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On its self-titled debut (Rise Above), Euro duo The Oath revels in two of heavy metal’s most essential concepts: the mysterious spirit world and the almighty riff. With a rhythm section borrowed from Kadavar and Angel Witch and assistance from Swedish luminaries In Solitude and Watain, Swedish guitarist Linnea Olsson and German singer Johanna Sadonis kick out the occult metal jams with a bluesy psychedelic edge, like Dio-era Black Sabbath recording in 1969. Click “Black Rainbow” and “Night Child” for some nicely fried, gracefully bludgeoning kicks – drag that the band has already split. Olsson’s fellow Swedes in The Tower travel even further back into the Retroverse on Hic Abundant Leones (Bad Omen/Prosthetic). The quartet’s blues-rocking proto-metal pares down to the basics of riff and rhythm, rattling “Adrenalawine” and “Lions at the Gate” straight into the stratosphere. (Audio stream here.) The ridiculously named Admiral Sir Cloudesley Shovell rides a similar hog on its second LP Check ‘em Before You Wreck ‘em (Rise Above), subtracting a bit of Chicago and adding a smidge more Detroit. Shorter, sharper jabs a la “Happiness Begins,” “Do It Now” and, erm, “The Thicker the Better” play better to ASCS’s strengths, but longer slogs like “Returning From Home” and “Late Night Mornings” give guitarist Johnny Gorilla (ex-Gorilla, natch) more room to stomp.

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WoFat

From the ancient lands of Ireland cometh Dread Sovereign, its thundering tread trampling the earth like a giant exploring his new territory after sliding down the beanstalk. On All Hell’s Martyrs (Vån), the Dublin trio errs on the mystical side of heavy-as-hell doom grunge, its tall tales oozing from some other, fouler dimension. “Thirteen Clergy,” “Pray to the Devil in Man” and “Cathars to Their Doom” give explicit nods to Old Scratch, but the deeper, creepier epic “Cthulu Opiate Haze” draws from the same disturbed mind that conceived the Necronomicon. Dread Sovereign’s dream evil thud aims to haunt your dreams as much as pound your heart. Dallas trio Wo Fat’s doom, meanwhile, comes in a far more psilocybin-soaked container. The band’s fifth album The Conjuring (Small Stone) picks up where its stellar previous LP The Black Code left off, as the catchy “Read the Omen” and the blue whale-sized “Dreamwalker” shoot bowel-rumbling heaviness through the heart of an exploding star. (Album stream here.)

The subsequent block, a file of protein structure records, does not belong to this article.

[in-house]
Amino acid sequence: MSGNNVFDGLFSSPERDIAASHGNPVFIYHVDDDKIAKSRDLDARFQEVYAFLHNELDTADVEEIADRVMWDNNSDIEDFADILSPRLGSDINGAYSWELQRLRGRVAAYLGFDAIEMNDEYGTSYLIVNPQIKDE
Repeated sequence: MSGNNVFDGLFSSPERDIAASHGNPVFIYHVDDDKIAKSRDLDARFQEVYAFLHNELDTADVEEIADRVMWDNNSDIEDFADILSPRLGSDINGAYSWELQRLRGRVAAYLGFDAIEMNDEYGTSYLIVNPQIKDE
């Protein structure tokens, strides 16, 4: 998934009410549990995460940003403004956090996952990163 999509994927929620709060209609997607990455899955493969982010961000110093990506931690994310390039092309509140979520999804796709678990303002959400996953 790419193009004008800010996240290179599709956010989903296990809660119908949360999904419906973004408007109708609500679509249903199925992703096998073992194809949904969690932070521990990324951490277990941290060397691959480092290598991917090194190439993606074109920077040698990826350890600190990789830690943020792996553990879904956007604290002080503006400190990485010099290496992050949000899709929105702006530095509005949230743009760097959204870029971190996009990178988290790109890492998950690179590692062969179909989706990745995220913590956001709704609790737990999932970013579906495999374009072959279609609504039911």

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On the appropriately titled Deafen (Domestic Genocide), Black Tar Prophet strips doom down to its thong underwear and dips it in the radioactive slime leaking from a nuclear power plant. Consisting of nobody but bassist Greg Swinehart and drummer Eric Dever, the band sounds like it’s lifting every classic slow burn Sabbath rhythm section track and cranking the amps past 11. Seriously, if you ever thought the first Sabs record would have been great without that annoying Ozzy and mix-hogging Tony Iommi, Deafen will tweak your fantasies hard –  “Ring of Buzzards,” “Hypomania” and the magnificent monstrosity “Back On the Nod” grimly revel in the sonic torture of helpless bass amps while a drum kit keeps up the snappy patter. Loud at any volume, Black Tar Prophet bass tones its way through your ribcage on its way to shattering your spine.

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Columnist Michael Toland lives and works in Austin, TX, where, coincidentally, a serious of mysterious upside-down crucifix crop circles have been turning up in the nearby soybean fields. We at BLURT have no spare time to look into any of this, however, because we spend all our time spellchecking the band names in his blog entries. Toland’s Lone Star State accomplices include The Austin Chronicle and KLRU-TV.